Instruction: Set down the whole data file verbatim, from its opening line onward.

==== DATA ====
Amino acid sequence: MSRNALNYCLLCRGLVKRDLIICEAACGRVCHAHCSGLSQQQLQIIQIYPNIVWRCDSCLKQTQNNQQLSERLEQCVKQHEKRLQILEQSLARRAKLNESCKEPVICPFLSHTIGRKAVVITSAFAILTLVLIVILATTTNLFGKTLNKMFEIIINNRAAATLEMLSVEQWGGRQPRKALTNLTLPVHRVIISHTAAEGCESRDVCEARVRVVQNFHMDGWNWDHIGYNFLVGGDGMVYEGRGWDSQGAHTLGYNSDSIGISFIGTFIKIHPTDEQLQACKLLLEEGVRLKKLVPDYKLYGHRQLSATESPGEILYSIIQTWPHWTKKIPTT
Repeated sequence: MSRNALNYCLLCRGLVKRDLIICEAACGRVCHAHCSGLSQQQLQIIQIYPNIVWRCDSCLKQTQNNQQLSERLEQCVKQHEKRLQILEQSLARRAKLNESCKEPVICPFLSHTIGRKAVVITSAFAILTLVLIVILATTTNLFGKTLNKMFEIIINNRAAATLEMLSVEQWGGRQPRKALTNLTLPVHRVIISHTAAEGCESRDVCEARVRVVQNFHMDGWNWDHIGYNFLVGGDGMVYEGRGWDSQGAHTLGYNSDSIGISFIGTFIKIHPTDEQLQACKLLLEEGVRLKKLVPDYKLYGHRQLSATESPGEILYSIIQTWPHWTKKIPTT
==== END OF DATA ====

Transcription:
Amino acid sequence: MSRNALNYCLLCRGLVKRDLIICEAACGRVCHAHCSGLSQQQLQIIQIYPNIVWRCDSCLKQTQNNQQLSERLEQCVKQHEKRLQILEQSLARRAKLNESCKEPVICPFLSHTIGRKAVVITSAFAILTLVLIVILATTTNLFGKTLNKMFEIIINNRAAATLEMLSVEQWGGRQPRKALTNLTLPVHRVIISHTAAEGCESRDVCEARVRVVQNFHMDGWNWDHIGYNFLVGGDGMVYEGRGWDSQGAHTLGYNSDSIGISFIGTFIKIHPTDEQLQACKLLLEEGVRLKKLVPDYKLYGHRQLSATESPGEILYSIIQTWPHWTKKIPTT
Repeated sequence: MSRNALNYCLLCRGLVKRDLIICEAACGRVCHAHCSGLSQQQLQIIQIYPNIVWRCDSCLKQTQNNQQLSERLEQCVKQHEKRLQILEQSLARRAKLNESCKEPVICPFLSHTIGRKAVVITSAFAILTLVLIVILATTTNLFGKTLNKMFEIIINNRAAATLEMLSVEQWGGRQPRKALTNLTLPVHRVIISHTAAEGCESRDVCEARVRVVQNFHMDGWNWDHIGYNFLVGGDGMVYEGRGWDSQGAHTLGYNSDSIGISFIGTFIKIHPTDEQLQACKLLLEEGVRLKKLVPDYKLYGHRQLSATESPGEILYSIIQTWPHWTKKIPTT